Saturday, September 09, 2006

Thoughts On: Television (and more)

I’m kind of obsessed with television lately. It's funny to me, though, because I’ve always had a strange relationship with tv. You see, ours was a hippy house. We didn’t have a television until the summer of 1984. Until then my only exposure was at my grandmother’s house (preferable to spend all weekend so I could catch both Saturday morning cartoons AND Love Boat/Fantasy Island on Saturday nights) or friends’, although most of my friends also had hippy parents or lived too far out in the country to get anything other than PBS. That summer I was nine and had planned weeks in advance to spend as much time at my grandmother’s as possible watching the Los Angeles Olympics. What I DIDN’T plan on, however, was the following.

Picture this:
It’s dusk. My sisters and I are running around the yard, probably thrilled that it’s finally cool enough to be outside. We’re chasing each other and certainly not watching the ground or else we would have seen the copperhead coming towards the house. Suddenly my memory goes black and white! I feel a sharp, quick, extreme pain next to my Achilles tendon and look down to see only two red dots of blood on my ankle and an orange snake slithering away. My mother said she heard an unearthly scream. I was convinced I was dying. I think it was just the idea that I’d been bitten by a snake that ignited my most dramatic tendencies. I insisted on being carried into the living room and laid on the floor. My mother stood over me, brandishing a paring knife, telling me to CALM DOWN because now she’s going to CUT ME OPEN AND SUCK OUT THE VENOM. It’s true. My sister Kate was a toddler and had no idea that I was dying on the floor. She bounced on my head, clapped her hands and laughed at me, thinking we'd all staged it for her amusement. No one was taking this seriously enough. A SNAKE had just bitten ME. I clung to life. My mother abandoned the knife idea because I wouldn’t hold still enough for her to cut into tender flesh that was now pulsating with snake venom. I should also mention here that my mother was extremely anti-medical establishment at the time. There was no way I was going to the hospital. Maaaybe if my leg started to turn gangrenous, but otherwise I knew I was in for a strict macrobiotic diet and lots of poultices.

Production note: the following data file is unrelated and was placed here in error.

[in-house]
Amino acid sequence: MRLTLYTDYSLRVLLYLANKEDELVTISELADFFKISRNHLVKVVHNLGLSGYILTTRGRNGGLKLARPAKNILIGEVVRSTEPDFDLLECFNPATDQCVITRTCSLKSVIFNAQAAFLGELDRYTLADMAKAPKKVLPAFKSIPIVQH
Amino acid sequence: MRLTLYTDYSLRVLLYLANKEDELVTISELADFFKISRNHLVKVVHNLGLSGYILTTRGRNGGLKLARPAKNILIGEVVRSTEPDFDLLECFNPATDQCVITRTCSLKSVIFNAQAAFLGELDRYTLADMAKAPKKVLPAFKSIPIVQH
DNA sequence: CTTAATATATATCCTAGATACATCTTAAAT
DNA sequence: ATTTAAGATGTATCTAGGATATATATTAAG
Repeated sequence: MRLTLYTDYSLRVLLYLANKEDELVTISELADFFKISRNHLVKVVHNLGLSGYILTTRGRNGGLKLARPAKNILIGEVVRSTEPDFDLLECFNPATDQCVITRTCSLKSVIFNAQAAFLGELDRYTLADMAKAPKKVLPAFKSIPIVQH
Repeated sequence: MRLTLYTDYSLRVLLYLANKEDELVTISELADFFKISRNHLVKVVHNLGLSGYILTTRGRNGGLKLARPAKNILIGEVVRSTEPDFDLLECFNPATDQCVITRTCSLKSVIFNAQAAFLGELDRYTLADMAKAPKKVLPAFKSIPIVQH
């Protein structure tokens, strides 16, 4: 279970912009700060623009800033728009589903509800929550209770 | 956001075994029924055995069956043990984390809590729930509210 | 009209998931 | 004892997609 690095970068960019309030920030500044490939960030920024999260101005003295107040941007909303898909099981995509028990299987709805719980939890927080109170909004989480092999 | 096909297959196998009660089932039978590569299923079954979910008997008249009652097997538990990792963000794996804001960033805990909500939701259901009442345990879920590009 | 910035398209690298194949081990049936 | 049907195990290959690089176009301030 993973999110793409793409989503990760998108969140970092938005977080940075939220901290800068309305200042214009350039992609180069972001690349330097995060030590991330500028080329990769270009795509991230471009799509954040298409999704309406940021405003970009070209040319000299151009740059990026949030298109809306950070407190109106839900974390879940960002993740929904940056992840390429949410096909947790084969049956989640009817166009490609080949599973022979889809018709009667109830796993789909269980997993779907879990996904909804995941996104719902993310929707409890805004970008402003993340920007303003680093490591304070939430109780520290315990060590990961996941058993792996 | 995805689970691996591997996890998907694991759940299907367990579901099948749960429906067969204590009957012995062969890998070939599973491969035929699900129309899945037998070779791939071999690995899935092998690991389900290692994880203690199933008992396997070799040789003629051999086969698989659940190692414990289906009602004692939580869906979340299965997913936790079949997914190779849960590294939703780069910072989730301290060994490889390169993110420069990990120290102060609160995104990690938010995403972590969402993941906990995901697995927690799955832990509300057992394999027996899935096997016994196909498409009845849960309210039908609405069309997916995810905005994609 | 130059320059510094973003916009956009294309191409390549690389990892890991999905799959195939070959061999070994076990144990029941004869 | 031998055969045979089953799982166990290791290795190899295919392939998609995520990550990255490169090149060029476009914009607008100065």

Over the next few days I packed my swollen leg with green clay and did alternating hot/cold foot baths and had to be carried to the bathroom. It hurt to move. Most upsetting of all, though, was knowing I was missing the greatest international sports championship that occurs every four years (I hadn’t yet discovered the World Cup). Out of pure sympathy (or guilt), my mother allowed my grandparents to bring over a 13" black and white portable television. When I moved the rabbit ears just right I could make out the grainy figures of the U.S. women’s gymnastics team. It was the Olympics of Mary Lou Retton’s perfect 10 vault. And I saw the whole thing, my hard, swollen, purple leg propped up on a pillow and a bowl of miso soup at my side.
Of course it was just a slippery slope after that. You always crave what you were denied in childhood. A color tv, then bigger and bigger. Higher and higher tiers of cable! I slid all the way down to full digital cable with the premium channels. That was back in ‘02. It was a rough year.

I'm thinking about cable again but it scares me; I don't know if I trust myself with it. I might start forfeiting sleep just so I can watch C-SPAN at 3am (where they hide all the good stuff). And there's all the fucking ADS (unless I got TiVo....hmmmm). That's what I hate the most - the commercials! I’m sensitive to advertising. So I love DVDs, which means I’m always watching shows a season or more behind. I have yet to get into Lost or Grey’s Anatomy or Deadwood, but don’t worry because I will, if I have time. I just discovered Weeds. It’s about 90% incredible and 10% stupid. The acting is really good and the storylines are usually hilarious and intriguing. I have some issues with the racial stereotypes and some of the more outlandish plot developments, but’s meant to be a subversive comedy. Oh, and Weeds uses kid actors who act like real kids....that's nearly impossible to find.

Any recommendations for my next obsession?

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